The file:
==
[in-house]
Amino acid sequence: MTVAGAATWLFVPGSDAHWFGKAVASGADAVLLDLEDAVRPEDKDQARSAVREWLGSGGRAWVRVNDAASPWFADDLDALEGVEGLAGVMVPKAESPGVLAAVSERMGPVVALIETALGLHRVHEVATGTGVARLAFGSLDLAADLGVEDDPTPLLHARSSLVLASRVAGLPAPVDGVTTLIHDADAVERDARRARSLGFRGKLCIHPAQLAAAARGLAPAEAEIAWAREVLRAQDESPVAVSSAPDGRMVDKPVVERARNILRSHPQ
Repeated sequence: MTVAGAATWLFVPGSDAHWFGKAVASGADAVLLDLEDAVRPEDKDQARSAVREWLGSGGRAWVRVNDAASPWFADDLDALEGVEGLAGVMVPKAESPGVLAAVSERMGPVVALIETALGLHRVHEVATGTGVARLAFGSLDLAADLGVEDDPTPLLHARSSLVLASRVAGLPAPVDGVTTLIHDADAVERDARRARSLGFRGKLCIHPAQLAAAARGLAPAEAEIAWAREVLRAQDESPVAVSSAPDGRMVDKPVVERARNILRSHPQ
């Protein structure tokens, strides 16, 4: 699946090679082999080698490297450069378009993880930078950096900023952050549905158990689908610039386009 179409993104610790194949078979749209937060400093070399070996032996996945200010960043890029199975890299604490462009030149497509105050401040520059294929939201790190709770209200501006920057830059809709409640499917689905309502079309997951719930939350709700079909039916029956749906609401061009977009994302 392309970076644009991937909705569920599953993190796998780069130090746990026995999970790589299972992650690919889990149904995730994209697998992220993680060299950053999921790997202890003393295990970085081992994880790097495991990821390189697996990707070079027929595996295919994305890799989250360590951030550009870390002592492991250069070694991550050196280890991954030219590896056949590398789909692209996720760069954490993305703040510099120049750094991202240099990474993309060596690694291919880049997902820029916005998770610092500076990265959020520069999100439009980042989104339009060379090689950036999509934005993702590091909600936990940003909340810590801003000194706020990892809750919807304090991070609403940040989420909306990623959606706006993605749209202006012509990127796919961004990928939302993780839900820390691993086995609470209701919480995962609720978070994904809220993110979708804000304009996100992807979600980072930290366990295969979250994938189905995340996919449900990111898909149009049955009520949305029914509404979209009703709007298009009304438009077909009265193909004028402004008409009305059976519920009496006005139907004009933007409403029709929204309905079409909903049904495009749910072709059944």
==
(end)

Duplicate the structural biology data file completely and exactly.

[in-house]
Amino acid sequence: MTVAGAATWLFVPGSDAHWFGKAVASGADAVLLDLEDAVRPEDKDQARSAVREWLGSGGRAWVRVNDAASPWFADDLDALEGVEGLAGVMVPKAESPGVLAAVSERMGPVVALIETALGLHRVHEVATGTGVARLAFGSLDLAADLGVEDDPTPLLHARSSLVLASRVAGLPAPVDGVTTLIHDADAVERDARRARSLGFRGKLCIHPAQLAAAARGLAPAEAEIAWAREVLRAQDESPVAVSSAPDGRMVDKPVVERARNILRSHPQ
Repeated sequence: MTVAGAATWLFVPGSDAHWFGKAVASGADAVLLDLEDAVRPEDKDQARSAVREWLGSGGRAWVRVNDAASPWFADDLDALEGVEGLAGVMVPKAESPGVLAAVSERMGPVVALIETALGLHRVHEVATGTGVARLAFGSLDLAADLGVEDDPTPLLHARSSLVLASRVAGLPAPVDGVTTLIHDADAVERDARRARSLGFRGKLCIHPAQLAAAARGLAPAEAEIAWAREVLRAQDESPVAVSSAPDGRMVDKPVVERARNILRSHPQ
């Protein structure tokens, strides 16, 4: 699946090679082999080698490297450069378009993880930078950096900023952050549905158990689908610039386009 179409993104610790194949078979749209937060400093070399070996032996996945200010960043890029199975890299604490462009030149497509105050401040520059294929939201790190709770209200501006920057830059809709409640499917689905309502079309997951719930939350709700079909039916029956749906609401061009977009994302 392309970076644009991937909705569920599953993190796998780069130090746990026995999970790589299972992650690919889990149904995730994209697998992220993680060299950053999921790997202890003393295990970085081992994880790097495991990821390189697996990707070079027929595996295919994305890799989250360590951030550009870390002592492991250069070694991550050196280890991954030219590896056949590398789909692209996720760069954490993305703040510099120049750094991202240099990474993309060596690694291919880049997902820029916005998770610092500076990265959020520069999100439009980042989104339009060379090689950036999509934005993702590091909600936990940003909340810590801003000194706020990892809750919807304090991070609403940040989420909306990623959606706006993605749209202006012509990127796919961004990928939302993780839900820390691993086995609470209701919480995962609720978070994904809220993110979708804000304009996100992807979600980072930290366990295969979250994938189905995340996919449900990111898909149009049955009520949305029914509404979209009703709007298009009304438009077909009265193909004028402004008409009305059976519920009496006005139907004009933007409403029709929204309905079409909903049904495009749910072709059944």